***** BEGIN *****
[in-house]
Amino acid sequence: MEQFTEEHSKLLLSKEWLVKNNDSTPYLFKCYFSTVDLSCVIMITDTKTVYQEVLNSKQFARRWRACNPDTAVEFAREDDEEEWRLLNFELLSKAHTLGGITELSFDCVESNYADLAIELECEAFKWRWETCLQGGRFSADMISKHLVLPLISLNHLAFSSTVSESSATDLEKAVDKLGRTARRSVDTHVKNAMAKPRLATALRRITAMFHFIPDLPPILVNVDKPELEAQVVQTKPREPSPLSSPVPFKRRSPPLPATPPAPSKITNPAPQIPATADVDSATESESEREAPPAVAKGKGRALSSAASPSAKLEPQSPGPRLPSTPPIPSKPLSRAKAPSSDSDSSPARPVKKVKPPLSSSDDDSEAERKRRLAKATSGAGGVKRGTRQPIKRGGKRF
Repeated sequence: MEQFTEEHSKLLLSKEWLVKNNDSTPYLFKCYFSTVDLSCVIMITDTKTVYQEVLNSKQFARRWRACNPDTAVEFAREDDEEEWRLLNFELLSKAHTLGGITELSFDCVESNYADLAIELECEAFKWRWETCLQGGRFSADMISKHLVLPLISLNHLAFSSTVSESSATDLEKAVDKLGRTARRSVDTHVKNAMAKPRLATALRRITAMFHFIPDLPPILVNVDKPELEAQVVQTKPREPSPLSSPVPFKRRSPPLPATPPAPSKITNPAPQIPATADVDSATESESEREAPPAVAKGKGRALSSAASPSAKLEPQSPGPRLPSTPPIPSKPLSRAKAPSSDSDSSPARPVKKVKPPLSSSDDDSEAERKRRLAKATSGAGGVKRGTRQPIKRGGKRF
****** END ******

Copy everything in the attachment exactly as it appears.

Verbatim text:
[in-house]
Amino acid sequence: MEQFTEEHSKLLLSKEWLVKNNDSTPYLFKCYFSTVDLSCVIMITDTKTVYQEVLNSKQFARRWRACNPDTAVEFAREDDEEEWRLLNFELLSKAHTLGGITELSFDCVESNYADLAIELECEAFKWRWETCLQGGRFSADMISKHLVLPLISLNHLAFSSTVSESSATDLEKAVDKLGRTARRSVDTHVKNAMAKPRLATALRRITAMFHFIPDLPPILVNVDKPELEAQVVQTKPREPSPLSSPVPFKRRSPPLPATPPAPSKITNPAPQIPATADVDSATESESEREAPPAVAKGKGRALSSAASPSAKLEPQSPGPRLPSTPPIPSKPLSRAKAPSSDSDSSPARPVKKVKPPLSSSDDDSEAERKRRLAKATSGAGGVKRGTRQPIKRGGKRF
Repeated sequence: MEQFTEEHSKLLLSKEWLVKNNDSTPYLFKCYFSTVDLSCVIMITDTKTVYQEVLNSKQFARRWRACNPDTAVEFAREDDEEEWRLLNFELLSKAHTLGGITELSFDCVESNYADLAIELECEAFKWRWETCLQGGRFSADMISKHLVLPLISLNHLAFSSTVSESSATDLEKAVDKLGRTARRSVDTHVKNAMAKPRLATALRRITAMFHFIPDLPPILVNVDKPELEAQVVQTKPREPSPLSSPVPFKRRSPPLPATPPAPSKITNPAPQIPATADVDSATESESEREAPPAVAKGKGRALSSAASPSAKLEPQSPGPRLPSTPPIPSKPLSRAKAPSSDSDSSPARPVKKVKPPLSSSDDDSEAERKRRLAKATSGAGGVKRGTRQPIKRGGKRF